UCOG Blog Logo
News and views from the German-language region of Europe

February 16, 2018

Well begun

Filed under Sabbath Thoughts

"Where there's a will, there's a way" was the proverb that was the subject of last week's "Thoughts for the Sabbath". In this "Thoughts for the Sabbath" we consider another saying that is related to the last one: "Well begun is half done."

When Jesus asked the man who had been lame for 38 years if he wanted to be healed, the lame man's answer did reflect his futile attempt to "begin well": "While I am coming, another steps down before me" (John 5:7). He did exert effort – the effort he was capable of in his condition – but he wasn't fast enough. He lacked the strength to be the first one to reach the pool once the water had been moved.

God wants us to overcome sin. He can provide us the will and the power to do so: "It is God who works in you both to will and to do for His good pleasure" (Philippians 2:13). But God can only do that if it is also our will to do so.

But if our will just stays our will, then there won't be any way that ensues.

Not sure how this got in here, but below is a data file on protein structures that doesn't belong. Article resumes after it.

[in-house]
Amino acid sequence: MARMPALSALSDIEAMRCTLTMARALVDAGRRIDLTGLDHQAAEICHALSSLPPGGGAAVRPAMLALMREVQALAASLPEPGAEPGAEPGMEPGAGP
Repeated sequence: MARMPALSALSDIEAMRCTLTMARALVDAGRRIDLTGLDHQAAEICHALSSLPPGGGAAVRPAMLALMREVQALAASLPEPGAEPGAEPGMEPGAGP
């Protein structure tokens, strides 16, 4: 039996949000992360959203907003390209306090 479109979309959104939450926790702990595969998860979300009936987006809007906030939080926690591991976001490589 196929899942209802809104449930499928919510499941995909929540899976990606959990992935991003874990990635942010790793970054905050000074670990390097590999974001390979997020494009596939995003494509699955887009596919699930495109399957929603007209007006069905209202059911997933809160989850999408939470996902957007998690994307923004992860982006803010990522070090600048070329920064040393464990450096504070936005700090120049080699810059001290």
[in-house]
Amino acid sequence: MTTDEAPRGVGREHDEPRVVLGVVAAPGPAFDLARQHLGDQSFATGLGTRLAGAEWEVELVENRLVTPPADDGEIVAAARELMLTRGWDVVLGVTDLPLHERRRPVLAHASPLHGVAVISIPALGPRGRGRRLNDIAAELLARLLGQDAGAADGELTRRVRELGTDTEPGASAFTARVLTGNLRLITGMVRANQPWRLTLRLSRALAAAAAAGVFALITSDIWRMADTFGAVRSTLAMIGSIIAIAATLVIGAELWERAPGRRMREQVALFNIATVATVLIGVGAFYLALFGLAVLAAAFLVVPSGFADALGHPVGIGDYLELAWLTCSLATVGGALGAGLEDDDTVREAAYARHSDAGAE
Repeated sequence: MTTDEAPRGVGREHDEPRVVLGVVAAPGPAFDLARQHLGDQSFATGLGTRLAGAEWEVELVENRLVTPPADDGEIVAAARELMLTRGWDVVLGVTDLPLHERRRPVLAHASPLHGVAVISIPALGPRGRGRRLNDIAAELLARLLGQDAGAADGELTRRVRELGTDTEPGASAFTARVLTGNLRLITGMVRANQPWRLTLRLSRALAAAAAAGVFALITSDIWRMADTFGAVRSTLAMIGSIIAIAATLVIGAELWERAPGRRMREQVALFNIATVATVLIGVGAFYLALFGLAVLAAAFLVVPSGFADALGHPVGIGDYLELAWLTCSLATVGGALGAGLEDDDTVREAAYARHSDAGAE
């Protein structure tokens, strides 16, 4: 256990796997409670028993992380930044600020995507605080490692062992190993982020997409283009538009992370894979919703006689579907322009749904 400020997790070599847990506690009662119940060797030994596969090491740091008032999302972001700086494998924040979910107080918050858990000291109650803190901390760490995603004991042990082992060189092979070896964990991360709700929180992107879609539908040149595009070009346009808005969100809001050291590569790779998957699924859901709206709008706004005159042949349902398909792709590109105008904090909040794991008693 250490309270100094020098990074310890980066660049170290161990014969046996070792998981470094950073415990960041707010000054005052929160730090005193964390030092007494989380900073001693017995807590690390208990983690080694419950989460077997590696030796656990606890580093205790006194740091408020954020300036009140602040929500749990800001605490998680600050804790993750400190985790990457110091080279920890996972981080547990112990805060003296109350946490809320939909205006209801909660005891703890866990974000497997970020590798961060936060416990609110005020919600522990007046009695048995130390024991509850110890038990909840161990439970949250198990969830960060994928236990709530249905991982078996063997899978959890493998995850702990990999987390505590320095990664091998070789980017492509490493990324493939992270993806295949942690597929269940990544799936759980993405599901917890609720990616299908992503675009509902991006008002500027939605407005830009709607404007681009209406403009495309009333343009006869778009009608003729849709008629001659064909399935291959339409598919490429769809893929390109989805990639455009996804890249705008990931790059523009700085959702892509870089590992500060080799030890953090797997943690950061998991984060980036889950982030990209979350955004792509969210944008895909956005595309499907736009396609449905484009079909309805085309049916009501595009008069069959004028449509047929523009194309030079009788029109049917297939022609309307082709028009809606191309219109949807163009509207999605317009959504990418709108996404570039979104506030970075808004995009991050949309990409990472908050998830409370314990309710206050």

The dictionary defines "overcome", among other things, as: "to get the better of, to surmount, to overwhelm, to gain the superiority, to win" (Mirriam-Webster Dictionary).

Some people think that being a Christian means that you just relax and let Jesus do everything for you once you have accepted Him as your Savior. That concept contradicts the scriptures, as seen by what Paul wrote to the Philippians: "Therefore, my beloved, as you have always obeyed, not as in my presence only, but now much more in my absence, work out your own salvation with fear and trembling" (Philippians 2:12).

If we want to work out our own salvation on our own, without additional help, we will be like the lame man, who tried to "begin well" but never made it to the water on time. That's why Paul tells us in the next verse that God is able to provide to will and to do God's pleasure. But His gift of empowering us to will and to do won't help us if we aren't willing to work ourselves and achieve with His help what we would otherwise be unable to do.

To summarize: To will will never lead to a way unless one "begins well" by exerting effort.

With these thoughts I wish everyone a rewarding Sabbath!

Paul Kieffer's blog with personal insights and news from the German-language region in Europe.


internal links:


search blog: